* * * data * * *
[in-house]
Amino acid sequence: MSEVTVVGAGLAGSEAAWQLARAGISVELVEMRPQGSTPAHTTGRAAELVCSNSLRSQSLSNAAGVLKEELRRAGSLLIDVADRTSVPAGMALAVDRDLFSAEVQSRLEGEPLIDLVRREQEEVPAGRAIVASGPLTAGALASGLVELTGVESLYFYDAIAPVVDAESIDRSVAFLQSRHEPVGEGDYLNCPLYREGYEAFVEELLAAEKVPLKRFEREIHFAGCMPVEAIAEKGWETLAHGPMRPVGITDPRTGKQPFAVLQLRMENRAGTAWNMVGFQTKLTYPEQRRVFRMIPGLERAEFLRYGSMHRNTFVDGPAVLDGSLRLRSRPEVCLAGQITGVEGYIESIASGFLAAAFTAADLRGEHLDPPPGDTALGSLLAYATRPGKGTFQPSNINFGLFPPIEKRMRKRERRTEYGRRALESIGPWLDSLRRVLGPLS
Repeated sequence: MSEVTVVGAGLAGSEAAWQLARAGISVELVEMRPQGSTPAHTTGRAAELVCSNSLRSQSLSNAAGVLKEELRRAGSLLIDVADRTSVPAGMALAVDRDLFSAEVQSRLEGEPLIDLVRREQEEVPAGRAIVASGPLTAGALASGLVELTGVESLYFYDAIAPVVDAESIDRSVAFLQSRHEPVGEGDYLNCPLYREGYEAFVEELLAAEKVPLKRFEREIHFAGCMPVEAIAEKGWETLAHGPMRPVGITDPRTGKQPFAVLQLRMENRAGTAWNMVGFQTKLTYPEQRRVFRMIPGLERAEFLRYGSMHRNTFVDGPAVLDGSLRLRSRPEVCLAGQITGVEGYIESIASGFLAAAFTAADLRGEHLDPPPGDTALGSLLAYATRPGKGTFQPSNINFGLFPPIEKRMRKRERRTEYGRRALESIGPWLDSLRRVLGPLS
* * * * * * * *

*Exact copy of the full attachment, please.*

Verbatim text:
[in-house]
Amino acid sequence: MSEVTVVGAGLAGSEAAWQLARAGISVELVEMRPQGSTPAHTTGRAAELVCSNSLRSQSLSNAAGVLKEELRRAGSLLIDVADRTSVPAGMALAVDRDLFSAEVQSRLEGEPLIDLVRREQEEVPAGRAIVASGPLTAGALASGLVELTGVESLYFYDAIAPVVDAESIDRSVAFLQSRHEPVGEGDYLNCPLYREGYEAFVEELLAAEKVPLKRFEREIHFAGCMPVEAIAEKGWETLAHGPMRPVGITDPRTGKQPFAVLQLRMENRAGTAWNMVGFQTKLTYPEQRRVFRMIPGLERAEFLRYGSMHRNTFVDGPAVLDGSLRLRSRPEVCLAGQITGVEGYIESIASGFLAAAFTAADLRGEHLDPPPGDTALGSLLAYATRPGKGTFQPSNINFGLFPPIEKRMRKRERRTEYGRRALESIGPWLDSLRRVLGPLS
Repeated sequence: MSEVTVVGAGLAGSEAAWQLARAGISVELVEMRPQGSTPAHTTGRAAELVCSNSLRSQSLSNAAGVLKEELRRAGSLLIDVADRTSVPAGMALAVDRDLFSAEVQSRLEGEPLIDLVRREQEEVPAGRAIVASGPLTAGALASGLVELTGVESLYFYDAIAPVVDAESIDRSVAFLQSRHEPVGEGDYLNCPLYREGYEAFVEELLAAEKVPLKRFEREIHFAGCMPVEAIAEKGWETLAHGPMRPVGITDPRTGKQPFAVLQLRMENRAGTAWNMVGFQTKLTYPEQRRVFRMIPGLERAEFLRYGSMHRNTFVDGPAVLDGSLRLRSRPEVCLAGQITGVEGYIESIASGFLAAAFTAADLRGEHLDPPPGDTALGSLLAYATRPGKGTFQPSNINFGLFPPIEKRMRKRERRTEYGRRALESIGPWLDSLRRVLGPLS